The goal with the $150 G900 Chaos Spectrum mouse (the “spectrum” means “RGB,” in Logitech's branding) was to create a high-precision wireless mouse that's ready to be taken on tournament weekends, without charge. The unit can extract an advertised ~32 hours from its battery under the right conditions – namely disabling the lights – or about 24 hours of gaming use when running the LEDs. A braided cable is provided for charging or wired use (“wired-wireless”) and the mouse can charge while being used with the cable.

Memory manufacturer gone-rogue Corsair today released an update to its peripheral lineup – alongside SFX PSU updates, which we'll post separately – in the form of a $50 RGB mouse. The newest Sabre mouse is emblazoned with a mask of Corsair's new “sails” logo, behind which rests one of the four RGB LEDs; the other three are located within the scroll wheel, front-side grill, and left-side thumb position.

Riding the tide of the growing eSports trend, hardware manufacturer Cougar recently announced its updated 700M gaming mouse. The mouse is a refreshed 700M – released in 2014 – and has been given a fresh coat of paint under the company's “eSports” branding initiative. The company advertises tactility as a primary selling point of the 700M, which uses the somewhat ubiquitous Avago ADNS-9800 sensor.

The RGM-1100 is Rosewill’s latest mouse at $40, a successor to the RGM-1000 that we previously reviewed. The RGM-1100 is prominently marketed towards gamers in looks, packaging, and features. It is also an example of the market surge to implement RGB (or at least multi-color) lighting in everything possible -- headsets now included.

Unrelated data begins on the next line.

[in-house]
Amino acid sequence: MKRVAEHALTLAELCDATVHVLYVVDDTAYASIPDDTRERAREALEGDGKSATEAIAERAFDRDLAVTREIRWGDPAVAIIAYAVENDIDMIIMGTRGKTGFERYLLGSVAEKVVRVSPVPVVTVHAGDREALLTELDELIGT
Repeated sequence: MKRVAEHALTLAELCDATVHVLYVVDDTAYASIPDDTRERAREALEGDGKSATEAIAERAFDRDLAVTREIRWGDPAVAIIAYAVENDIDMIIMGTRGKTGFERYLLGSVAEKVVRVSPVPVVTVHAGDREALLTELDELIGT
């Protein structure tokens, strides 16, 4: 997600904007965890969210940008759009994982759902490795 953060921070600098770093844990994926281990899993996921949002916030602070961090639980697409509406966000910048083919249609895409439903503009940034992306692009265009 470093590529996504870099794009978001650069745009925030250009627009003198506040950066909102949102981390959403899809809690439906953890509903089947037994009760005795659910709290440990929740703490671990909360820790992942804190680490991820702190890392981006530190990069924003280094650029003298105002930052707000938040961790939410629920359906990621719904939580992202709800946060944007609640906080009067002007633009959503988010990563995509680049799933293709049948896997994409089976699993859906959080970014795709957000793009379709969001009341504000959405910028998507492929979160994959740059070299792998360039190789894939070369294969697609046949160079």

While the RGM-1100 doesn’t support 16.8 million colors or have a multitude of macro keys, it does have multi-color lighting, configurable settings, and adjustable weight.

This review of Rosewill's new RGM-1100 gaming mouse looks at endurance, button layout, sensor and acceleration specs, and value.

“There's a lot of arcane voodoo magic around gaming mice,” Logitech Product Manager Chris Pate told us in a discussion on gaming mouse hardware. Joined by Logitech, we discussed mouse acceleration, smoothing, the interpretation of 2D input into a 3D gaming space, mouse myths, and mouse sensor technology in our latest video.

Just weeks ago, our Corsair tour privileged us to highly-sensitive information that was placed under embargo until further notice. Today, Corsair lifted the embargo on their new M63MM RGB Mechanical Gaming Mouse, a device equipped with the company's patent-pending BIG ball-mouse technology.

Nearing the height of GDC 2015 and leading into PAX East, peripherals manufacturer Logitech announced the release of its new high-end, lightweight gaming mouse. The Logitech G303 Daedalus Apex ($70) mouse uses the same chassis as the G302 Daedalus Prime – a mouse targeted at MOBAs – and retains a more simplistic core featureset while driving focus on a high-precision sensor.